Last week, while I was back in North Carolina over Christmas break, my grandfather turned 80.
Now, you may think this is a fairly normal event, and that’s because it is. As I get older, my grandfather gets older at the exact same rate, so at some point it would make sense that he would turn 80. However, this is PAPA (as he is affectionately known to everyone) who we’re talking about. This is the Papa that attended roughly every game I’ve ever played in, at every level I’ve ever played, for every second that I played—and has done so for every grandchild that he has. This is the Papa whose devotion to his family is beyond incredible, and seems to have no limit to how far he will go for his loved ones. I think 80 sounds old. Could Papa be OLD? Unbelievable.
Now for some background, Papa has an incredibly cool life story. He was born in Plociczno-Tartak, a little village in northeastern Poland, sometime in November 1935 (though his birthday is in January because his parents wanted him to be drafted later, so they waited until 1936 to register his birth). He lived under Nazi occupation from 1939-1944, until his family was forced to flee into Germany to avoid the advancing Soviet army (his father was a leader in the Ukrainian War of Independence from 1917-1921, and would have been executed by any Soviet forces). He spent a summer working on a farm in East Prussia, before the Germans sent his family to a camp in Austria. After the war, his family slowly made their way to England and then New York and lived there until Papa, who hated New York, ran away to Cleveland at age 15. His family soon followed. In Cleveland, Papa met my Gramma, got an engineering degree, became an All-American soccer player, and did a ton of other awesome stuff I don’t have time to talk about.
I knew all this. I’ve talked with Papa about his life before—he’s one of my biggest heroes. However, on his 80th birthday (and with the sudden realization that he could one day be OLD), I pulled up google maps and for the first time asked him to not only tell me his story, but to show me as well.
This was an entirely new experience. With a little help (but not a lot—Papa is an engineer and knows his google), Papa was able to show me the house he grew up in Plociczno, and the well they got water from, and the school he learned to read in. And the more images we saw, the more Papa’s memories emerged. Plociczno was on a direct supply line between Berlin and Moscow, and Papa showed me the railroad tracks where German supply trains would pass by on their way to the Eastern front, often accidentally dropping ammunition on the way. He described with glee how he and his brothers would put the fallen ammunition back on the tracks, so the next train would set it off and “scare the hell” out of whatever German conductor was unfortunate enough to run over it.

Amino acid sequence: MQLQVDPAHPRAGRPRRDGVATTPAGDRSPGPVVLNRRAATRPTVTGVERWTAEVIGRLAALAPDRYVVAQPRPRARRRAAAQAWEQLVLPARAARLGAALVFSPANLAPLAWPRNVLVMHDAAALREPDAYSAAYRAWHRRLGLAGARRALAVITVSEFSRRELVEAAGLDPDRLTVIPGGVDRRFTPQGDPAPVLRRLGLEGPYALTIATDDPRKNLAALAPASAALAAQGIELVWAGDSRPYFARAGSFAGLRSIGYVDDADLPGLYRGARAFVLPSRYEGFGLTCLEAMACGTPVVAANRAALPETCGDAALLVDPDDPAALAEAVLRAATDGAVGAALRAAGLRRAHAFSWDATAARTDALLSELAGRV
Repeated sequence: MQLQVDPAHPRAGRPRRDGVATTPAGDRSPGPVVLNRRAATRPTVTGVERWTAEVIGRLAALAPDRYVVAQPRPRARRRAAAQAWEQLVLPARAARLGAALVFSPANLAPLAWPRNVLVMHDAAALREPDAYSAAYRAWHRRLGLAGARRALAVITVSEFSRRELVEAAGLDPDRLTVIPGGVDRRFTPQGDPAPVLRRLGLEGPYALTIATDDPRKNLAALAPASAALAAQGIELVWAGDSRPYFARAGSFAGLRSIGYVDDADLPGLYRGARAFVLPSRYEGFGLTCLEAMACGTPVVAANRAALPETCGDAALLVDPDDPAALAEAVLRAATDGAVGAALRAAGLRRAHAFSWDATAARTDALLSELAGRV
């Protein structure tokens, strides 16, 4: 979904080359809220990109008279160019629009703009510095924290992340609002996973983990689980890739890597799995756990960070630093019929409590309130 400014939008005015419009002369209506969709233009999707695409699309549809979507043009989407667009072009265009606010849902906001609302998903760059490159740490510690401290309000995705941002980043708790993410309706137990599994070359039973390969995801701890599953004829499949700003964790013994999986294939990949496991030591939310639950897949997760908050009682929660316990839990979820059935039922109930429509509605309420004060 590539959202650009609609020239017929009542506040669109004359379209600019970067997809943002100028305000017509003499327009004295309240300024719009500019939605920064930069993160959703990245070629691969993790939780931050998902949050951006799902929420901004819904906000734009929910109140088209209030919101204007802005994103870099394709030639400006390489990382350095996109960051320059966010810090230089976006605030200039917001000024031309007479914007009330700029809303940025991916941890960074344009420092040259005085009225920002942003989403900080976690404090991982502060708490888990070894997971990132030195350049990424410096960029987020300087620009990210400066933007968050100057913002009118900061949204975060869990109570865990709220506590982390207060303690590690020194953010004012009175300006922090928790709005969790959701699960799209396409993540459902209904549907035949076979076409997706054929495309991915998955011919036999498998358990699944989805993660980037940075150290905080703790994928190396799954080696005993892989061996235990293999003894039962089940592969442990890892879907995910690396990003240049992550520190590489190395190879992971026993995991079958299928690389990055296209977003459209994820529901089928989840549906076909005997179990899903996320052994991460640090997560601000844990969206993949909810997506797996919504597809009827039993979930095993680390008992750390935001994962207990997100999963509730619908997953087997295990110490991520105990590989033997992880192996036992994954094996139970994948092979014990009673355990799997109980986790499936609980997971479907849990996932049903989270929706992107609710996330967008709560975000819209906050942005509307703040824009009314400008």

Papa showed me the railroad station in Vienna where he had his first experience with Americans, as his family huddled in a cattle car (the same ones you see in holocaust documentaries) while American bombers destroyed the station, blowing up the cars on the tracks to the left and right of his but by the grace of God sparing his own.
Papa showed me Kremsmuenster, the camp in Austria where he and his mother spent five years while his brothers and father worked in nearby Linz. He showed me the spot near the river Danube, where he would sit with his father and make fun of the Russians on the other side. After the war, the US and Soviet Union split up Austria along the Danube, and Papa was fortunate enough to be on the US side, where the Russians couldn’t touch him or his father the Ukrainian rebel.
Papa even showed me Corsham, the little village in England where he learned to speak English after the war. If he rode his bike with his friends in one direction he could explore the ancient Roman town of Bath, if he went the other he could play among the stones of the giant henge of Avebury, older than even Stonehenge.
As I listened to Papa’s stories, I was struck by a couple different thoughts. First, I thought about how much Papa’s incredible devotion to family makes sense, now put into the context that family was the only thing he had for so long. Second, I thought about how fortunate I am to live in the time that I do, in the country that I do, with the family that I have. I thought about how thankful I was that I had Papa, who endured so much so that I didn’t have to. Third, I thought about how wonderful technology can be, allowing my 80-year old grandfather to share with me his memories as a child living under Nazi occupation—even showing me the buildings and railroads—without leaving his living room. That would have been impossible even 10 years ago.
And finally, I thought about the wonderful opportunity that I have with the Mitchell scholarship, because from my home base in Ireland, I can go to all of those places that Papa can’t. I can go to Plociczno, and Kremsmuenster, and Corsham. I can see the house where he was born, and walk along the railroad tracks where he scared Germans, and sit along the Danube where he used to sit with his father. And I can send him pictures—which we both agreed was pretty awesome.
I’ve already traveled a bit during my Mitchell year. I went for a whole month around Europe before the semester started. I’ve traveled a good deal around the UK, and took a trip to Iceland as well. But I just checked, and there are $25 flights from Dublin to Warsaw, $10 trains from Warsaw to Suwalski, and 15 minute car rides from Suwalski to Plociczno. I’ll post pictures in my next blog!!